The first immigration to Habasha

The second immigration to Habasha

Terminologies

Questions and discussion
The Islam of Omar and Hamzza

The Islam of Hamzza Bin Abdul Muttalib, May Allah

be pleased with him,

The Islam of Omar Bin Al Khattab, May Allah be

pleased with him

Terminologies

Questions and discussion
2
1
6
9
2
1
6
9
2
1
6
9
2
1
6
9
Topic 10
Topic 9
The departure of the Prophet Mohammed, May Allah’s peace and prayers be upon him,
to Ta’ef.

Isra and Mi'raaj

The invitation for the tribes during Hajj

Questions and discussion
Al Aqaba homage

The first aqaba homage

The second aqaba homage

Terminologies

Questions and discussion
The Immigration to Madinah Munawara

The conspiracy of Dar Al Nadwa

The arrival of the Prophet Mohammed may Allah’s peace and prayers be upon
him to Madinah

After the immigration

Terminologies

Questions and discussion
The arrangement of Madinah society

The fraternization between the immigrants and

the supporters

Treaty with Jews

The hypocrites

Terminologies

Questions and discussion
The stage of Jihad

The most important companies and invasions

The purposes of the companies and the invasions

Questions and discussion
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Topic 11
Topic 10
Ghazwat Bader (Bader Invasion)

The reason of the invasion

The news of the caravan

Being ready to fight

The beginning of the battle

The consequences of the battle

Terminologies

Questions and discussion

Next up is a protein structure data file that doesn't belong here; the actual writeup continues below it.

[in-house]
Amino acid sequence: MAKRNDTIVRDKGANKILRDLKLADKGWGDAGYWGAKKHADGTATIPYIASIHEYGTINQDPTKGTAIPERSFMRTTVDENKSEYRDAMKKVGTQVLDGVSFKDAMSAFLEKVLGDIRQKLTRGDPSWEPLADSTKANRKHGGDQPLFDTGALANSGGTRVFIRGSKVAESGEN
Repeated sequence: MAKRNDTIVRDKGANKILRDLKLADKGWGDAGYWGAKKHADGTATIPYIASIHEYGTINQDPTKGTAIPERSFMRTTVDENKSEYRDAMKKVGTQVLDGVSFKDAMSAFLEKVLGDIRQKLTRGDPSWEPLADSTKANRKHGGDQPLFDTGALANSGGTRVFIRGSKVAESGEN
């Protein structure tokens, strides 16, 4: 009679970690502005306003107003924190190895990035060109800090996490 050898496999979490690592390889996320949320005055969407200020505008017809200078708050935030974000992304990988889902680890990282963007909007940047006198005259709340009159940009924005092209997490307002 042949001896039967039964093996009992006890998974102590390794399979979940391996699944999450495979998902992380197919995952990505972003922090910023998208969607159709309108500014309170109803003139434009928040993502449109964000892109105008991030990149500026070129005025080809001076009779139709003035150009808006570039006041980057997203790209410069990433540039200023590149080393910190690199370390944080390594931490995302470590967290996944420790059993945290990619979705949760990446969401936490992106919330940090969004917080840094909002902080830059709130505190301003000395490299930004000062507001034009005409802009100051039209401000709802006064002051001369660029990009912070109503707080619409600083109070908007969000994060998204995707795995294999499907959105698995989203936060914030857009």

Ghazwat Auhud (Auhud Invasion)

The reason of the invasion

The Muslims going out from Madinah

The beginning of the battle

Some of the battle events

The lessons taken from the battle

Questions and discussion
2
1
6
9
Topic 12
Al Hudaibiya agreement

The circumstances of Al Hudaibiya agreement

The conditions of Al Hudaibiya agreement

The consequences of Al Hudaibiya agreement

Terminologies

Questions and discussion
The attitude of The Prophet Mohammed, May Allah’s peace and prayers be upon him
of Jews

The treason of Bani Qainuqa’

The treason of Bani Al Nadheir

The treason of Bani Quraidha

Terminologies

Questions and discussion
2
1
6
9
Topic 13
CURRICULUM DESIGN AND DELIVERY MEDIU
Mecca Conquest

The reason of Mecca Conquest

The Muslims going out to Mecca

Abu Sufyan’s going out and his entering to Islam

The Muslims entering into Mecca

After the conquest

Terminologies

Questions and discussion
2
1
6
9
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CURRICULUM DESIGN AND DELIVERY MEDIU